Sophie is 24 & is one of the many people I have met through online support groups for syringomyelia; Sophie describes herself as “lucky” in terms of the disease as she is fairly symptom free & hasn’t suffered much because of it. Despite this, I wanted to include Sophie’s story in the collection of stories I’ll be posting for the Syringomyelia Saturdays series because it shows how diverse syringomyelia can be.
“I was diagnosed with Syringomyelia in June 2014; I was 21, just finishing university and about my start my first full time job in finance. When signing my contract and completing my medical for my new job I selected n/a to all medical conditions, but within a few weeks everything changed.
“Over the course of 2013 I had been struggling with my left shoulder; pain, stiffness and weakness. I assumed that, due to my degree subject of photography meaning I had to carry a camera around my neck daily, as well the fact that I am left handed, that this was causing some strain on my body. However, on the 30th December 2013 I woke up in absolute agony, and couldn’t move my left arm and shoulder at all! It was my 20th birthday the day before and I had been out for a few drinks, I hadn’t drunk that much I thought, but I assumed I had just gained a very bad drunken injury – gradually my left arm/shoulder loosened up and I went on (very painfully) with my day. Weeks went by and my shoulder and neck were no better so my mum, after helping me get dressed every day since the injury, persuaded me to go to the NHS walk in centre. The doctor there told me I had just badly sprained the muscle from my neck into my shoulder blade and within 6 weeks it would be fine with full range of movement again.
“7 weeks later it was still getting worse so I booked to see my GP who decided it was time for an x-ray and sent me up to my local county hospital. The x-ray showed no damage and I was given strong painkillers and sent on my way with the “6 weeks” advise again. I went back to my GP who then decided physiotherapy would help, but after 4 weeks of my physio treating an unknown injury, I was discharged as there was nothing else he could do for me. At this point, my parents were fed up of me being in constant agony and border line overdosing on over the counter painkillers so they paid for me to see a private physiotherapist, who gave me basic massages and stretches but couldn’t do much without knowing exactly what the cause/damage was.
“Over the course of the next year and half, I was prescribed prescription painkillers; pregabalin, gabapentin, codeine, tramadol etc, none of which took the pain away and the the side affects were getting horrendous. I explained my concerns to my GP about the internal damage all this medication was doing so he authorised a steroid injection which helped for around 4 days then quickly wore off. I refused to go back onto any medication so he sent me to the specialist pain clinic for treatment. I was offered nerve injections, which would singe the ends of the affected nerves to hopefully reduce the pain. The injections of course didn’t work or even touch the pain. So it was back to painkillers and false physio treatment.
“Flash forward to June 2014… it was at this point I demanded further investigation from a different hospital. I saw a specialist neurosurgeon who specialises in shoulders, necks and spinal. I explained my symptoms to him and he said all of my symptoms match up to syringomyelia and I was sent for an MRI scan of my neck, spine and shoulder. The MRI showed a cyst/syrinx in my thoracic spine levels 6-9. My GP gave me the results and I broke down in tears, not knowing what the future, of which I was so looking forward too, would now hold for me. He admitted he didn’t know much about it himself so was going by the textbook definitions of it and any questions I had would have to wait to see my specialist again. Within 4 days I was given an urgent appointment. I was terrified with only doctor Google to answer my questions. Those 4 days were the longest I’ve had to go through, I don’t think I got out of bed unless I had too! When my mum and I arrived at the hospital, I could tell she was as scared as I was, but she was trying to keep calm for me – “at least we have an answer” was all we could both say. We went into the room and my spine was on the computer screen and there was my syrinx in all its glory staring back at me!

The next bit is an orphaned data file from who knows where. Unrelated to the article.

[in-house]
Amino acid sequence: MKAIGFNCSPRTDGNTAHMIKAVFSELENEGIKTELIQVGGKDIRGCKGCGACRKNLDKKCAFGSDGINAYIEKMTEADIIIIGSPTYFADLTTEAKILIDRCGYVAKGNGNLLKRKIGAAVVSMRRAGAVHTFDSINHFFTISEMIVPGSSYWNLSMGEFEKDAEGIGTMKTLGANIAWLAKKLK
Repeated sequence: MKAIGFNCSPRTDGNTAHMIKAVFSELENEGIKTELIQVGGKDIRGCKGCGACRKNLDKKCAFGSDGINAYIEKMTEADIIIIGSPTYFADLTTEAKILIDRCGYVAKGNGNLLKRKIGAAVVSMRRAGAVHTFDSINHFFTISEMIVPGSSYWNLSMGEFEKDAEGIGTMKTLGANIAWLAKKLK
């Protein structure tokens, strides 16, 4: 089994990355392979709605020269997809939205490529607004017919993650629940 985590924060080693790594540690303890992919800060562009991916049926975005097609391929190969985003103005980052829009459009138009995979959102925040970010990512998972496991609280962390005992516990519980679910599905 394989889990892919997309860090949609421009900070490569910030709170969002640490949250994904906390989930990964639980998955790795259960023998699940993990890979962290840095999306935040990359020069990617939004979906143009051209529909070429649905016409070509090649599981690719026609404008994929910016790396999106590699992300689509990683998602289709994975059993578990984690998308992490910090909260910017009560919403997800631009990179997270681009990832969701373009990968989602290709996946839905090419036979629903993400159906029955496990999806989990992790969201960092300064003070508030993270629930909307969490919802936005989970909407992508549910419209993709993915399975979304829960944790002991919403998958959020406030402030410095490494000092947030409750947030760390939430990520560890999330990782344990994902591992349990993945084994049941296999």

“My specialist sat and explained to me what syringomyelia is, possible causes and more. He then said “I don’t think this syringomyelia is causing your shoulder pain, and from an SM point of view you are symptomless!” I have never been so relieved/confused in all my life. He explained that with my syrinx level being T6/9, shoulder issues were almost impossible as the nerve endings in that area affect your bowels mainly, however he was glad we had found it so he was able to monitor it, but he wasn’t that concerned as I had never had any major back problems that caused any concern. He requested that I have an MRI every 12 months to ensure that the syrinx stays healthy and I remain symptomless, and he is hoping in December 2017 to discharge me from his clinic assuming my annual MRI is OK!
“During my diagnoses I found various support groups online and learnt so much about SM. Even though I am not directly affected by it, I feel for those who are because in those 4 days where I was in the unknown, I honestly had no idea what to do with the rest of my life! However, I have gained some friends for life from it.
“I definitely feel like one of the lucky ones when it comes to this disease. Yes it makes things like health insurance a massive pain, but it’s definitely a small price to pay when I think how this could have ended up!
“My shoulder on the other hand, was dislocated all along!!”